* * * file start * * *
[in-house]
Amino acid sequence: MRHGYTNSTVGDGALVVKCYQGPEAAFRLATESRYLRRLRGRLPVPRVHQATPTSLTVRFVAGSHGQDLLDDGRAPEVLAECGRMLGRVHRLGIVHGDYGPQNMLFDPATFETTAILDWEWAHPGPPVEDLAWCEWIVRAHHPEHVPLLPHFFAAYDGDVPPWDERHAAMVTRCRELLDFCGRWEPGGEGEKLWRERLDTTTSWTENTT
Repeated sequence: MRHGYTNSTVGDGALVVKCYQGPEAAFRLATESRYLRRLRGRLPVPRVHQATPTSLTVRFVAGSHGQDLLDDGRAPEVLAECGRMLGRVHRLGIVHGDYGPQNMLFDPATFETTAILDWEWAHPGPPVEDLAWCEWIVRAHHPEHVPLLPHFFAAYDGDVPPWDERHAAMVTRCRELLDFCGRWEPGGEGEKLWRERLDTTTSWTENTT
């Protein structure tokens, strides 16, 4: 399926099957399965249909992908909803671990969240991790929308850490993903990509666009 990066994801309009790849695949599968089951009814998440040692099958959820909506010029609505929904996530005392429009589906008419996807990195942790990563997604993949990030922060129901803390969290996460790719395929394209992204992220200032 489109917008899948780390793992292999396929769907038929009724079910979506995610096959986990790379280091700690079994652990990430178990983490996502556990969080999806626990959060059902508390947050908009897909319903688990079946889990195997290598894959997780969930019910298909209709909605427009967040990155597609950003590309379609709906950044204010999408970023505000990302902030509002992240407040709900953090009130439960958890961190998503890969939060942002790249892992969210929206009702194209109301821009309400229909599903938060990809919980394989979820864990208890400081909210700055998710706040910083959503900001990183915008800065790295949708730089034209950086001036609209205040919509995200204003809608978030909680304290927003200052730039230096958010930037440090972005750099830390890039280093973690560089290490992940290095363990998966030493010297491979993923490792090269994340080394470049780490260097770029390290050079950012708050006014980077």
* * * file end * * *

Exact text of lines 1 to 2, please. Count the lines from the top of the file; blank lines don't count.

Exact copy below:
[in-house]
Amino acid sequence: MRHGYTNSTVGDGALVVKCYQGPEAAFRLATESRYLRRLRGRLPVPRVHQATPTSLTVRFVAGSHGQDLLDDGRAPEVLAECGRMLGRVHRLGIVHGDYGPQNMLFDPATFETTAILDWEWAHPGPPVEDLAWCEWIVRAHHPEHVPLLPHFFAAYDGDVPPWDERHAAMVTRCRELLDFCGRWEPGGEGEKLWRERLDTTTSWTENTT